Three Movies You May Have Missed

Bartleby

This independent film is a modern adaptation of Herman Melville’s short story, “Bartleby, the Scrivener.” Though written in the 19th century, Melville’s story has a 20th century flair, exploring the themes of human isolation and alienation in the workplace. Consequently, it translates well into the modern office setting, though one might wonder how a full-length film could be made from a short story such as this. The filmmakers, however, succeeded rather well. The movie is unusual, often interesting, and occasionally quite funny. Though hardly a masterpiece, it is a curiosity well worth viewing once.

Bringing Out the Dead

In Bringing Out the Dead, a paramedic, after failing to save the life of a girl, begins to see ghosts of the dead and to act in a peculiar manner at work (but then, all of his fellow medics have their own idiosyncrasies). He learns that you have to keep “the heart and body going until the mind recovers.”

Directed by Martin Scorcese and starring Nicholas Cage, this R-rated film boasts a little more depth than your average product of Hollywood. At times it can seem overdone or drawn out, but it offers the viewer true food for thought. The heaviness of the story is offset by its quirkiness. The movie is artistic without wandering astray into the world of incomprehensible artsiness. In a field full of formula films, it offers an experience that is quite different.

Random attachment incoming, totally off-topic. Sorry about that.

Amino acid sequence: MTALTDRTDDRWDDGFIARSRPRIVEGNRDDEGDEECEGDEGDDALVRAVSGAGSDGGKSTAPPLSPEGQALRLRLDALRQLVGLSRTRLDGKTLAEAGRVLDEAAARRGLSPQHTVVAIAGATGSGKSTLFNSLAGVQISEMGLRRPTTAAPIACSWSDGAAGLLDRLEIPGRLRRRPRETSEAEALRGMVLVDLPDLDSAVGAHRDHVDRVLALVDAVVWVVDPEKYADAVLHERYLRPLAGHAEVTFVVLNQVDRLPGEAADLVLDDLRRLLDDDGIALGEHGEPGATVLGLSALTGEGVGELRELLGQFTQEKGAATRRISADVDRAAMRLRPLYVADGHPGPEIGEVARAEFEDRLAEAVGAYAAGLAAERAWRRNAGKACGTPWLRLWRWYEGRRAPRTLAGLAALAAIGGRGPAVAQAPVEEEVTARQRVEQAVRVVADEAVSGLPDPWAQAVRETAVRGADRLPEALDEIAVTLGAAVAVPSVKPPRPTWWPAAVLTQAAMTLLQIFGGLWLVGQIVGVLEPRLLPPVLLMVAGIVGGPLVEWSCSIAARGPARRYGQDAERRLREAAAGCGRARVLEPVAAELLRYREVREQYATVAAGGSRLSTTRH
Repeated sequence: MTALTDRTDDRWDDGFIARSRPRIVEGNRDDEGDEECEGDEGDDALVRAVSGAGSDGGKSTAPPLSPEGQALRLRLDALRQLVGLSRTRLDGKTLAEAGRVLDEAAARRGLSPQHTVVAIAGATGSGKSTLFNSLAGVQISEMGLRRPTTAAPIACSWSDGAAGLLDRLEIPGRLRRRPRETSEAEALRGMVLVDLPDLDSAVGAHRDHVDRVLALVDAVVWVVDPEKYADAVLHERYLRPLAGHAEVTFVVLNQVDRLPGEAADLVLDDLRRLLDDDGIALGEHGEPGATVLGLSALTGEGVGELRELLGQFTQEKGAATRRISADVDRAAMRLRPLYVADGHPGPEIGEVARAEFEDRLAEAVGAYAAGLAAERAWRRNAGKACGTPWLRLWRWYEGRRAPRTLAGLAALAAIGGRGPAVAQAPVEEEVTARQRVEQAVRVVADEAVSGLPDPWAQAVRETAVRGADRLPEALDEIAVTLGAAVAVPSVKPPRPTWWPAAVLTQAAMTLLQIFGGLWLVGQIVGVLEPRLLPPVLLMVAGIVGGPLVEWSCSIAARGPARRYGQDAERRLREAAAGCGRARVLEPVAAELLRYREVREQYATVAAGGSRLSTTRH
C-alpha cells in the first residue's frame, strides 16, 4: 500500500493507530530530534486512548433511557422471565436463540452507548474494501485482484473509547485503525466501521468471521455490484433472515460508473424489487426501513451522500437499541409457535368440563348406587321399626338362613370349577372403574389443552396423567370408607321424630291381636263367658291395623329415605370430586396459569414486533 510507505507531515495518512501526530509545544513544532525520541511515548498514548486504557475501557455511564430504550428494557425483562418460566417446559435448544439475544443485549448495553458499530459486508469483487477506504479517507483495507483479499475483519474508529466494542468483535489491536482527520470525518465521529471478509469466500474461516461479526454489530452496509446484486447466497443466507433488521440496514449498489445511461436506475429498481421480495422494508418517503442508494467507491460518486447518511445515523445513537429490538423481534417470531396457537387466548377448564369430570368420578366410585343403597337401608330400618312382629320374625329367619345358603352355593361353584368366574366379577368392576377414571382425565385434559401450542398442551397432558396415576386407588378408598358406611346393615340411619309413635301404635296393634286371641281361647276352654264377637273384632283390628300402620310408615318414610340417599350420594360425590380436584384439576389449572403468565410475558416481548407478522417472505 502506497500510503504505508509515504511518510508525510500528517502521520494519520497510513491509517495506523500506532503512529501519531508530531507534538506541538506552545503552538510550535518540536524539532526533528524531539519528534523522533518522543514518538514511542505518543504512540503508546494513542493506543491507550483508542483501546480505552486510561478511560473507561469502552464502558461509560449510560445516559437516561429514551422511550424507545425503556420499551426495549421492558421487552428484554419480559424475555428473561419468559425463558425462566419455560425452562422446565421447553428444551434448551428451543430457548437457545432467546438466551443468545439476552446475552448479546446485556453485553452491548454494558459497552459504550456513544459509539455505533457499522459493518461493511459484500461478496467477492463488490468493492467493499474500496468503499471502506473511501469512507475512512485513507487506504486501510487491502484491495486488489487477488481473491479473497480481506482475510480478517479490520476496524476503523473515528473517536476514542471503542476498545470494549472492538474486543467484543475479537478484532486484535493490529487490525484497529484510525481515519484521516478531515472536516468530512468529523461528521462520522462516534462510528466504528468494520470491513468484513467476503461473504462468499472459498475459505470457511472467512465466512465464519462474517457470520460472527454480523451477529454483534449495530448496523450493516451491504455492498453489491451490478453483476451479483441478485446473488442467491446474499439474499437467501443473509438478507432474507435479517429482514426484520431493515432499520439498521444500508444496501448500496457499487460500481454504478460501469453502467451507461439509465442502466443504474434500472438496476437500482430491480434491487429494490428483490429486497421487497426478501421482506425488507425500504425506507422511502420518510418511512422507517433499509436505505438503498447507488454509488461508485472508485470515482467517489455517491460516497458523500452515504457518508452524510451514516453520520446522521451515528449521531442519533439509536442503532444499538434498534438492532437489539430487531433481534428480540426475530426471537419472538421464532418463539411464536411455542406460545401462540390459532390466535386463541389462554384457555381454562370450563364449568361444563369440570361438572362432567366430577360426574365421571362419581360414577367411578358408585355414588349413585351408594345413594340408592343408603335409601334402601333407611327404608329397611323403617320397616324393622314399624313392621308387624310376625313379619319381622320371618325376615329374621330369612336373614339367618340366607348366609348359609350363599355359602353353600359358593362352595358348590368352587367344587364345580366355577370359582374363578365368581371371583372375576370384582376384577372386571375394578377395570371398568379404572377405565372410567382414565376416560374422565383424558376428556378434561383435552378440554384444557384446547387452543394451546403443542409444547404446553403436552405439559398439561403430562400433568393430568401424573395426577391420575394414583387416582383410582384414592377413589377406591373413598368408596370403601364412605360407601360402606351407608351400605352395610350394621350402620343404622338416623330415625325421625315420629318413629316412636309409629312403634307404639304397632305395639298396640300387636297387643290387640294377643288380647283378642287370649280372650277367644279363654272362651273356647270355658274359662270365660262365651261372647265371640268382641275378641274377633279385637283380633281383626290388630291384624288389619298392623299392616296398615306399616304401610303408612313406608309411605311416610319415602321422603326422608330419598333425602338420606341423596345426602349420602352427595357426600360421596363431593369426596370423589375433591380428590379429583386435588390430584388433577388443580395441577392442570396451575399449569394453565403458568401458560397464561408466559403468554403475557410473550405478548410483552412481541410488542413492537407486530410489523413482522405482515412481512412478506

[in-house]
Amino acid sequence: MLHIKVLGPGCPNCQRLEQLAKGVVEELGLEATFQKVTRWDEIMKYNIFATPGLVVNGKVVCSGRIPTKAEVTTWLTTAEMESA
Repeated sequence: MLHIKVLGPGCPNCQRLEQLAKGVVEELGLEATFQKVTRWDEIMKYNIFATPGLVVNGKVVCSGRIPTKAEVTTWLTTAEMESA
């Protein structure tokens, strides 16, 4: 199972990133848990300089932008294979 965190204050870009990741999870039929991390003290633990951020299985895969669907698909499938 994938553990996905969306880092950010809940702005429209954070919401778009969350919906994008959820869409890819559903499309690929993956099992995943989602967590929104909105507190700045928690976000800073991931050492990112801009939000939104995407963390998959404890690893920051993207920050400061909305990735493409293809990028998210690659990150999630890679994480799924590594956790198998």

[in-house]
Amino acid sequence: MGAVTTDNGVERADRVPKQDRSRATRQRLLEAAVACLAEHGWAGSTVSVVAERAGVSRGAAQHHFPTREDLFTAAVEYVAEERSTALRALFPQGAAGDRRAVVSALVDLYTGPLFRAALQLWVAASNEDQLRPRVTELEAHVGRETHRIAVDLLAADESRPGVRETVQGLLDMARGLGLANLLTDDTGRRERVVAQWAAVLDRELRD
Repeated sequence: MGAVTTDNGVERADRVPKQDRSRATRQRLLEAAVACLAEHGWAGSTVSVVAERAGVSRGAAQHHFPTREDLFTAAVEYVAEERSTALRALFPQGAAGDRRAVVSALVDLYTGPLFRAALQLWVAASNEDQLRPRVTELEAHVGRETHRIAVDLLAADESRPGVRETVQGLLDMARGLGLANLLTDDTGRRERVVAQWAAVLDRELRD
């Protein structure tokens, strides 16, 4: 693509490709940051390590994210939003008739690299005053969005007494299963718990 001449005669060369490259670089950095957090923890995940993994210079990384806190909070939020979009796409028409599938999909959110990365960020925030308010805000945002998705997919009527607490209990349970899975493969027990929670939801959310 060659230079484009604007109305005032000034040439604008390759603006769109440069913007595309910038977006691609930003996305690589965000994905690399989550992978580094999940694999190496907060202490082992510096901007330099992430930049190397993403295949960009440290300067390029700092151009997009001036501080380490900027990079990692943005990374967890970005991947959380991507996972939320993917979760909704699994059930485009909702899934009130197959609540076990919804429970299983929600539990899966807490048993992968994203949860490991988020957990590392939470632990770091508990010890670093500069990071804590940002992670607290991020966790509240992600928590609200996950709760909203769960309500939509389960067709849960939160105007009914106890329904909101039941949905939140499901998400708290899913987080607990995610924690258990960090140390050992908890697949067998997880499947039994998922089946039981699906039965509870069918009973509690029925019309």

Conspiracy

Conspiracy is a sort of Twelve Angry Men with Nazis. That is a semi-accurate but perhaps inappropriately flippant way of referring to this disturbing drama, which depicts the conference at which Hitler’s “final solution” was put into motion. Fifteen government officials and SS commanders gather to discuss the new mandate in a meeting organized by Adolf Eichmann and dominated by Reinhard Heydrich. Conspiracy does not present the Nazis as cardboard cutout villains; instead, each character is nuanced and his motives are carefully developed.

The movie shows how unrestrained evil can emerge when the rule of law is discarded and how cowardly cogs in an indifferent bureaucracy can fail to resist it. The screenwriter and director are also able to show the audience how by focusing on a single ideal (the rule of law, the duty of a soldier, the injunction not to murder, etc.) a person is able to deceive himself with regard to the extent of his own evil.

The troubling thing about Conspiracy is that the characters are so well developed that their portraits actually inspire some degree of sympathy in the audience; because of this, we are reminded that evil has a human root. Fabulous performances are delivered by Kenneth Branagh, Stanley Tucci, and Colin Firth. Conspiracy was made for HBO and is Rated R for language.

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